What are the possible complications of intestinal malrotation?

Updated: Dec 19, 2018
  • Author: Denis D Bensard, MD, FACS, FAAP; Chief Editor: Carmen Cuffari, MD  more...
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Answer

Complications include the following:

  • Short-bowel syndrome: Short-bowel syndrome is the most common complication of midgut volvulus. These patients have longer delays to recovery of bowel motility and function. They are at high risk for malabsorption and can require long-term parenteral nutrition. Furthermore, these patients have more complications from treatment and longer hospital stays than patients with malrotation without volvulus.

  • Infection: Wound infections and sepsis can occur in the immediate postoperative period, requiring extended treatment with intravenous antibiotics. Additionally, central venous catheters have the potential to become infected causing bacteremia and/or sepsis

  • Surgical complications: Postoperative and surgical complications are more likely to occur in those patients with acute symptoms than those with chronic symptoms. [14] One review reported an overall complication rate of 8.7% (14 of 161) following Ladd procedure. [52] Complications reported include adhesive small bowel obstruction in 6% with 5 requiring reoperation (3%), and 1 patient developed recurrent volvulus (1%). A second review showed comparable rates of recurrent volvulus (2%, 1 of 57) and reoperation for adhesive small bowel obstruction (2%, 1 of 57). [53] Other series have reported lower rates of recurrent volvulus, 0.4% in one series of 441 patients, and 0.6% in a series of 159 patients who underwent Ladd's procedure. [37]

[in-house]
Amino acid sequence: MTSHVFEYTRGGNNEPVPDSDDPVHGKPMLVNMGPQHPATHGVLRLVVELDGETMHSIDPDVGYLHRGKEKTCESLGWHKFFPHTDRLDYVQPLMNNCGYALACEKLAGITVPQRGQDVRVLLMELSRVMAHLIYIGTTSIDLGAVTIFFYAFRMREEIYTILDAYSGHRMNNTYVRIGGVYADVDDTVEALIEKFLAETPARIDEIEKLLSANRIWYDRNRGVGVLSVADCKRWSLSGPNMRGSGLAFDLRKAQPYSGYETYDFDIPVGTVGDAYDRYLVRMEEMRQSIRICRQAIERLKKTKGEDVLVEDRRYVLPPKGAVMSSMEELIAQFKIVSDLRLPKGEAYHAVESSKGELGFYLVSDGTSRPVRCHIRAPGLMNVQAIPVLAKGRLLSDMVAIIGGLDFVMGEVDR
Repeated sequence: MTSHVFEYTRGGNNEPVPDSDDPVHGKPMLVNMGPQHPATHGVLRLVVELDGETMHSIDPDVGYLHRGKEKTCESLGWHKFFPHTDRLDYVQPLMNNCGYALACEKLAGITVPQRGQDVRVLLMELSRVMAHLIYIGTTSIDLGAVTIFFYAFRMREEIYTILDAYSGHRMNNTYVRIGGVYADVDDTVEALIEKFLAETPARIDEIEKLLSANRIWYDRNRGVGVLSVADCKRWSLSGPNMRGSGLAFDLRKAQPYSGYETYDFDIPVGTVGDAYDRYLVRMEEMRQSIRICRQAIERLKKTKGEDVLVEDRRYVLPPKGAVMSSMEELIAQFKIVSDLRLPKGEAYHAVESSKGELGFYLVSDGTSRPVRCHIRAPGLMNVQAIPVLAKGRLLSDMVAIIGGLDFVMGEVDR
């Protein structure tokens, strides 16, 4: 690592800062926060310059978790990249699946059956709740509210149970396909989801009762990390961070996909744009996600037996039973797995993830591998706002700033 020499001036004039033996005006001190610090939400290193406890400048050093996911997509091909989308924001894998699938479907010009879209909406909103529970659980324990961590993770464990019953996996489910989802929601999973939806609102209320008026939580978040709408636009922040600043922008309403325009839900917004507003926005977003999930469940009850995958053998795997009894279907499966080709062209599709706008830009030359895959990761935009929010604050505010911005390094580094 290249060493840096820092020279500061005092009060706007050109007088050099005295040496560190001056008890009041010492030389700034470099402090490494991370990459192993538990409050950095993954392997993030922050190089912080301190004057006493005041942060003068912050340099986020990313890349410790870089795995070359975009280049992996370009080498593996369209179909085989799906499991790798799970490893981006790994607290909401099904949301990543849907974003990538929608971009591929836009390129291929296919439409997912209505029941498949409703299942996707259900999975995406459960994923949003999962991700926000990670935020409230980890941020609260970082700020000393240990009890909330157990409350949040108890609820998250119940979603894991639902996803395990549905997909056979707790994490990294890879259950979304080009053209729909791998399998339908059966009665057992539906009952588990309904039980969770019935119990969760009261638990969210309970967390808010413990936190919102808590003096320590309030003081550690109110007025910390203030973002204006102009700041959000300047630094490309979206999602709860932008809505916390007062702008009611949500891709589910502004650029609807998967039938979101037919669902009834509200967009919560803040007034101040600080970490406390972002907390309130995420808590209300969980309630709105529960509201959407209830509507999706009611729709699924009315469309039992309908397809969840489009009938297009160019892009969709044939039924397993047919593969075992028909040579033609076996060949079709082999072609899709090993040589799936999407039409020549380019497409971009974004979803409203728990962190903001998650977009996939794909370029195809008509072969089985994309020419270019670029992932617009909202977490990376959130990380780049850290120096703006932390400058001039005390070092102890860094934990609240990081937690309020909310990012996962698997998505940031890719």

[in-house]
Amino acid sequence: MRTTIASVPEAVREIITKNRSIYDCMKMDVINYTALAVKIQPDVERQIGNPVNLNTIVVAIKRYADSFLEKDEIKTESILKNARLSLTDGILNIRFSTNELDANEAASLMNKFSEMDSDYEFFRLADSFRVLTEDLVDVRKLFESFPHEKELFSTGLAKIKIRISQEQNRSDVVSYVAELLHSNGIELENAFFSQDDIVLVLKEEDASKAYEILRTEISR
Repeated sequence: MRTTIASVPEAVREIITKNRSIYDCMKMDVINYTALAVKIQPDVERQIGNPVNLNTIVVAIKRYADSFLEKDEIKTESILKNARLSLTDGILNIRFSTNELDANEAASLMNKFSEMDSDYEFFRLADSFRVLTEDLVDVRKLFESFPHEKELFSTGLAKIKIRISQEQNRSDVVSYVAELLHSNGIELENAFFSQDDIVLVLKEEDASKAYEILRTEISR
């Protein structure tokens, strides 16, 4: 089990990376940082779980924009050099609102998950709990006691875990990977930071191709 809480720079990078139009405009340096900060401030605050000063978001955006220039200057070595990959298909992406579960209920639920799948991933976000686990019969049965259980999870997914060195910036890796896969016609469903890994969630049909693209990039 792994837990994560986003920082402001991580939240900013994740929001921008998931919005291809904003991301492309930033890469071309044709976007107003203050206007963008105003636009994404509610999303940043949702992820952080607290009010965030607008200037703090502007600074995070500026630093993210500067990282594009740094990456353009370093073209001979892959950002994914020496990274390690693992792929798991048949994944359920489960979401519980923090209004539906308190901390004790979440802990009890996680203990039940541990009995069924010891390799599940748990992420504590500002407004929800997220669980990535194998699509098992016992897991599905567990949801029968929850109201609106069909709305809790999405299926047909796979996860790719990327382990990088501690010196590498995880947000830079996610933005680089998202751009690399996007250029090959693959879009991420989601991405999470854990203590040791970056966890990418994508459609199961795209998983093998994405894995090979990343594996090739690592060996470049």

• Persistent GI symptoms: In the same series of 57 patients, 13 had persistent (>6 mo) GI symptoms, including constipation (6), intractable diarrhea (1), abdominal pain (2), vomiting (3), and feeding difficulties (1) following Ladd procedure. [53]

  • Mortality: Death occurs due to peritonitis, late nutritional complications, or catheter-related sepsis. Rates are increased among children younger than one year. Following Ladd procedure, mortality rates reported in the literature are as low as 2%. [52] However, if more than 75% of the bowel is necrotic, mortality is as high as 65%. [37]


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